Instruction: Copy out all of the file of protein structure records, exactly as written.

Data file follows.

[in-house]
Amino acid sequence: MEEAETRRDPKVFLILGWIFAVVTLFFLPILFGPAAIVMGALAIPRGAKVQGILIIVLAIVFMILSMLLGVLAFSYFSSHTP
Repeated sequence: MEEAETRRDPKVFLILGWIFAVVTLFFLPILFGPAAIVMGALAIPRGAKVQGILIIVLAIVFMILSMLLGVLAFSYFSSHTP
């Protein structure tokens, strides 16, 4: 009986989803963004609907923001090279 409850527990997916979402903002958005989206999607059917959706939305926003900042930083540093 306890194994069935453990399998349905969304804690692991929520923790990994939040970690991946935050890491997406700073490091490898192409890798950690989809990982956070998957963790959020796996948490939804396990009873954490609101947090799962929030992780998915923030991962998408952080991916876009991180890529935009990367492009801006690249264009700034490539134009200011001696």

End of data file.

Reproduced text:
[in-house]
Amino acid sequence: MEEAETRRDPKVFLILGWIFAVVTLFFLPILFGPAAIVMGALAIPRGAKVQGILIIVLAIVFMILSMLLGVLAFSYFSSHTP
Repeated sequence: MEEAETRRDPKVFLILGWIFAVVTLFFLPILFGPAAIVMGALAIPRGAKVQGILIIVLAIVFMILSMLLGVLAFSYFSSHTP
């Protein structure tokens, strides 16, 4: 009986989803963004609907923001090279 409850527990997916979402903002958005989206999607059917959706939305926003900042930083540093 306890194994069935453990399998349905969304804690692991929520923790990994939040970690991946935050890491997406700073490091490898192409890798950690989809990982956070998957963790959020796996948490939804396990009873954490609101947090799962929030992780998915923030991962998408952080991916876009991180890529935009990367492009801006690249264009700034490539134009200011001696």